On 9-11, the whole nation stops. The nation used to stop for Pearl Harbor, remembering December 7, 1941 – another attack on America. I remember Ronald Reagan and George Herbert Walker Bush stopping that day, WWII generation.
On 9-11, names are read, immortalized with intent, as we stand right there where these terrible things happened, and we reflect, unify, and share—all who can come. Tears are shed, we pause with heart, then again move forward.
On 9-11, all who knew them personally paused. Those who did not pause, too. We remember we are all Americans, “one Nation under God, indivisible, with liberty and justice for all.” We do not imagine perfection but the journey in that direction.
On 9-11, to borrow from Lincoln, we fortify ourselves with their memory, take new devotion to the cause of freedom, unity, love of country, and each other by recalling those who here took their last breath. Where they were, we are.
On 9-11, like standing in other places where freedom-loving people died, you feel it. You can vaguely feel the loss, fear, terror, courage, history, and their presence.
On 9-11, we stand where they were – as one does in Gettysburg, Normandy, Auschwitz, Dachau, Gdansk, St. Petersburg, Dhahran, Baghdad, Kosovo, Pristina, Kabul, Jerusalem, New York City, and the Pentagon, not to mention Arlington.
On 9-11, as in other places, just being there you feel the weight of the facts, as if some sentry souls still remain in these places to remind us, noiselessly whispering that they appreciate our presence, understand the fight, know what is right.
On 9-11, many times I have stood looking at the Pentagon – as I have stood in each of those places above, everyone and there remembered, prayed, and stayed until saturated in the meaning of what happened, sometimes just listening to the wind.
On 9-11, as on other dates in other places, I have done what the heart asks of us: to think, feel, understand, commiserate, commemorate, and pledge to live as if these lives, precious and gone, were watching even now, asking that effort of us.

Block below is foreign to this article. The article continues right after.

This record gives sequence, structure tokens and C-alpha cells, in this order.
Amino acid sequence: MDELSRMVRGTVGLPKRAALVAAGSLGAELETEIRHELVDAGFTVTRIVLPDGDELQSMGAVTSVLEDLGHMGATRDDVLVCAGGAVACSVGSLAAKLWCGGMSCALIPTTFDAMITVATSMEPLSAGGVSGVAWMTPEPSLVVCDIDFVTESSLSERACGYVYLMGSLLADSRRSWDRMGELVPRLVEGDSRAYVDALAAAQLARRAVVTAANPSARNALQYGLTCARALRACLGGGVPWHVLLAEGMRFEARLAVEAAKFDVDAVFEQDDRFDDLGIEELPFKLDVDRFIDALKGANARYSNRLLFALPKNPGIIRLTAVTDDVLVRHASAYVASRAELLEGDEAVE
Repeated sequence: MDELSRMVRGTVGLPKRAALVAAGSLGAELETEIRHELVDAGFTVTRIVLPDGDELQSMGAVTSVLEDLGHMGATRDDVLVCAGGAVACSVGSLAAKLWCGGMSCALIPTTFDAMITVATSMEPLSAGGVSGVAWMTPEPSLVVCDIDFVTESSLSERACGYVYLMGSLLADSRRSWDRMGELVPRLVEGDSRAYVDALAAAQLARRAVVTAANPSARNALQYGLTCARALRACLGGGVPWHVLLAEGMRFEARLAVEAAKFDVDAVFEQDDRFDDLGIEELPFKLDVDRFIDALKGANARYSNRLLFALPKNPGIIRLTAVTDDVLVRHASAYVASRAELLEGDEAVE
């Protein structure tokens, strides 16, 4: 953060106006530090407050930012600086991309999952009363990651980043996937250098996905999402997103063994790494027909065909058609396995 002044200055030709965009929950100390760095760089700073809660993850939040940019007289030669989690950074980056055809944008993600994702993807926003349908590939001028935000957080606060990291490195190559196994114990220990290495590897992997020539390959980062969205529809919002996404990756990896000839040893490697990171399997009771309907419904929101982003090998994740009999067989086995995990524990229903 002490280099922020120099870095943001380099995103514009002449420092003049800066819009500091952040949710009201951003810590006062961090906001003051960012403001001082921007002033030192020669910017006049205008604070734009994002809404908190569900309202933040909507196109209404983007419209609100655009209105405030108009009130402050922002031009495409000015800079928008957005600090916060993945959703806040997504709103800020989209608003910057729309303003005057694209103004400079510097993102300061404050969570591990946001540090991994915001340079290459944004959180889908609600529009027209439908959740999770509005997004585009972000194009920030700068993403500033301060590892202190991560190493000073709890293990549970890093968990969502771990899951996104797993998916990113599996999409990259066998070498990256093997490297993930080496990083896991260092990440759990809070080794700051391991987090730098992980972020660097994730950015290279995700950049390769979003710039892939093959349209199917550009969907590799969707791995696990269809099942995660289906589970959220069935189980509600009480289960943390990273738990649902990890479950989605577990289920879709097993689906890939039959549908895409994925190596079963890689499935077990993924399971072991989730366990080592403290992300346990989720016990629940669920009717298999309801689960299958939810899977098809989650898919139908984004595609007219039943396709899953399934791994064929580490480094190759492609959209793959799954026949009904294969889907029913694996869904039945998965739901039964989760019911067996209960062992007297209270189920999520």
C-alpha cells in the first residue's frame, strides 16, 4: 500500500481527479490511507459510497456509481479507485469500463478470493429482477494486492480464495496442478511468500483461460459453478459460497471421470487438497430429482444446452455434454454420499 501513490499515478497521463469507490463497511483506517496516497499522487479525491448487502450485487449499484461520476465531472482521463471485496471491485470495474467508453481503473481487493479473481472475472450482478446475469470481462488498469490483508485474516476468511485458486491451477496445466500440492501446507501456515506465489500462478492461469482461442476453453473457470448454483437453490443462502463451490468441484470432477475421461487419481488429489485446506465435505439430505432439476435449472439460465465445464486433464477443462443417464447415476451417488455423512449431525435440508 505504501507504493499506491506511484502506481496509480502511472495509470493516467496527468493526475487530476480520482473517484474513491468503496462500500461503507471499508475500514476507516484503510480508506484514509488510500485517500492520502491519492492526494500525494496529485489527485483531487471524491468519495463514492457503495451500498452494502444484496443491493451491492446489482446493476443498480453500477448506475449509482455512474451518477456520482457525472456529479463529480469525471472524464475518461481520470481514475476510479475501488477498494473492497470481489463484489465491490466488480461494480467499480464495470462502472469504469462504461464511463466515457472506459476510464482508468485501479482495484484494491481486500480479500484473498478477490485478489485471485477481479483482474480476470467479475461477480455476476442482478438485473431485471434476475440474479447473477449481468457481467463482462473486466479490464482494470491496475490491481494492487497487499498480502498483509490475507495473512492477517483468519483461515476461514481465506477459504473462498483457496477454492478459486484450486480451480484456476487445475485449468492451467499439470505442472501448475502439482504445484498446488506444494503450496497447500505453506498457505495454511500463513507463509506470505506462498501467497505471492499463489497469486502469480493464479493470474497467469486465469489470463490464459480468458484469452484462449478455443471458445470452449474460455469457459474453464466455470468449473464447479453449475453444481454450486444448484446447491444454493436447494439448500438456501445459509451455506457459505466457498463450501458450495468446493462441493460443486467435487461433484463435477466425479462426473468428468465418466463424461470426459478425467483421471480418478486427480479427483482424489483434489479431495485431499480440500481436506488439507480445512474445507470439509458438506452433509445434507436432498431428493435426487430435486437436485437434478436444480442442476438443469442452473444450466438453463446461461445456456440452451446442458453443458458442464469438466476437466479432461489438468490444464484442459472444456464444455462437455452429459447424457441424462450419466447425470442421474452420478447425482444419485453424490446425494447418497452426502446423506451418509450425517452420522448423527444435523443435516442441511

On 9-11, we go to those places because of an inner beckoning, or if we cannot, we give a moment of silence, lower a flag, spend time with images that hurt, and hear taps.
On 9-11, at the Pentagon or Arlington, I always get stronger by being there, where they are near, where friends lie, feeling not so alone, some bit of them here.
On 9-11, I am reminded to care, reminded again that I do care and why I care. I am infused with purpose, recommitted to freedom, filled with gratitude, aware of their sacrifice, and come away humbled and lifted by their attitude.
On 9-11, this is why I go, to be where they were, to see others there for that reason, with their own memories, sorrows, regrets, and recommitments, staying, praying.
On 9-11, for reasons known only to God, I was not where I might have been, in the Pentagon wedge that was home to my unit, where I often served midweek supporting the Chief of Navy Operations’ Intelligence Plot. I was not there.
On 9-11, for reasons as mysterious, I climbed aboard a plane not among those hijacked by the terrorists, one that left 45 minutes before one that was, the one that hit the Pentagon and killed seven of my friends, where I might have been.
On 9-11, we all grieve, as other generations did on December 7, 1941, a different kind of terror. By going, we can fully pause, give thanks, and pray for those no longer here.
My last comment, perhaps ungenerous, is this: Why any official who could go to these places and chooses not to, I do not understand. Why a President of the United States would not go is a mystery; it leaves me speechless. I do not know.
Robert Charles is a former Assistant Secretary of State under Colin Powell, former Reagan and Bush 41 White House staffer, attorney, and naval intelligence officer (USNR). He wrote “Narcotics and Terrorism” (2003), “Eagles and Evergreens” (2018), and is National Spokesman for AMAC.
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